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I was playing around with a problem in e-voting schemes that use additive homomorphic encryption to tally votes, namely that at the end of the day somebody (or somebodies, if the secret material has been broken up somehow) has to be trusted to decrypt the final tally.

Looking at ElGamal's additive variant, reproduced here for reference:

  • $M$ is a modulo field in which all computation happens
  • $g$ is a generator for $M$
  • private key = $k_2$ = random number < $M$
  • public key = $k_1$ = $g^{k_2}$
  • $m$ is a member of the modulo field $M$
  • $x$ is the plaintext
  • $r$ is a random number < $M$, different for each call to E
    • this is the ephemeral key, used in the second $D(...)$
  • $E(k_1, x) = <g^r, m^x * k_1^r> = <c_1, c_2>$
  • $D(k_2, c_1, c_2) = c_2 * ({c_1^{k_2}})^{-1}$
  • $D(r, k_1, c_1, c_2) = c_2 * (k_1^r)^{-1}$

In e-voting schemes*, every vote is represented as a 1 or 0 plaintext and tallying is a simple matter of multiplying all the ciphertexts together and decrypting the result.

The following scheme eliminates the need to release the private key to decrypt the final tally:

Prior to the "election"

  • precompute a large list of random numbers $R = [R_1, ... , R_n]$ where $n$ is the number of possible voters
  • let $A = [A_1, ..., A_n] = [R_1, A_1+R_2, A_2+R3, ... , A_{n-1}+R_n]$
  • publish the hashes of each member of A in order

When encrypting "ballots"

  • when choosing an $r$ for a $E(k_1, x)$, choose the first unused member of R

After the election

  • publish all the ciphertexts (the "ballots")
  • publish $A_y$ where $y$ is the number of ballots cast

$A_y$ would be the ephemeral key for the tally, but wouldn't allow for the decryption of any other ballots (like the private key would). The correctness of $A_y$ is achieved by the polling authority committing to its value by publishing hashes before hand.


In a nutshell, it's just publishing a commitment (via hashing) for all possible ephemeral keys for the final tally; then releasing the singular relevant ephemeral key. Everyone can tally, and decrypt that tally but decrypting individual "ballot" values shouldn't be possible.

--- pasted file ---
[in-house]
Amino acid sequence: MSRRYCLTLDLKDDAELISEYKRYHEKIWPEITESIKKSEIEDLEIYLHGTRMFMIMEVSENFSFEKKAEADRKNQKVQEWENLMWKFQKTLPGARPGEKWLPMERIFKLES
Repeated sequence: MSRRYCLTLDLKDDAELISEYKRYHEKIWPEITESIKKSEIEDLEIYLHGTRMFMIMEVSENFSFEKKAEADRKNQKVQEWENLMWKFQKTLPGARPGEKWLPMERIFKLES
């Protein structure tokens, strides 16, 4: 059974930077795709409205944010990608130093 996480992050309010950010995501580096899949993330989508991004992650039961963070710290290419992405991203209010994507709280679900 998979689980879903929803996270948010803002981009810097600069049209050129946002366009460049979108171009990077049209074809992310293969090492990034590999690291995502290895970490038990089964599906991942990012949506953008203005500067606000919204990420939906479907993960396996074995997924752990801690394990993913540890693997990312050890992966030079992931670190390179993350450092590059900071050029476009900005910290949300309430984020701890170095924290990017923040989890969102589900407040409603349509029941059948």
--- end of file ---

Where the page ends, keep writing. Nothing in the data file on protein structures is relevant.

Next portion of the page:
I built a little proof of concept program that actual does this (using some open source implementations of additive ElGamal), and it works.

Of course, simply working isn't sufficient; I'm curious about the security of the scheme.

My question, are there any publications or other work related to this approach?

This seems like a pretty simple extension to the well documented additive ElGamal e-voting schemes, but my Google-Fu is failing to find anything and I'm personally unfamiliar with any such material.

(This approach [the pre-computed ephemeral key part, specifically] being broken and why, also acceptable naturally)

*Simplified greatly from actual schemes, but this is the heart of the crypto bits.

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Obvious question: what ensures that everyone casts a vote of 0 or 1? What prevents someone from stuffing the ballot-box by casting a vote of (say) 19, or perhaps -7? –  poncho Aug 6 '12 at 0:55
1  
@poncho - outside the scope of this particular question, but in a practical system there's a zero-knowledge proof that can be constructed for ElGamal ciphertexts proving the plaintext falls in a range (in this case [0,1]). –  Kevin Montrose Aug 6 '12 at 0:59
    
You could have linked your blog for a background on what you're trying to do. –  CodesInChaos Aug 7 '12 at 21:01
    
@CodesInChaos this is all related to the "Improvements" section, so I don't think a link would contribute much and bordered on self-promotion. I didn't even really explain ElGamal in that post. –  Kevin Montrose Aug 7 '12 at 21:03

3 Answers 3

up vote 2 down vote accepted

It seems you want to decrypt the final value without revealing the private key. First, if someone knows the private key, they can issue a very simple non-interactive zero knowledge proof that the plaintext is a decryption of the ciphertext (the ciphertext being the accumulation of all the ballots) without revealing the actual value of the key. This is the standard way of approaching the problem. (I can add the proof if you are interested).

Second, the approach of pre-committing to the random factors for Elgamal has been examined in the literature however for completely different reasons. There is a worry that if a voting machine chooses the randomness, they could try a few values until the ciphertext comes out with a certain pattern (e.g., the 5th bit is a 0 if the vote is for Alice and a 1 if it is for Bob). Your scheme incidentally avoids this. A more thorough approach is considered in On Subliminal Channels in Encrypt-on-Cast Voting Systems .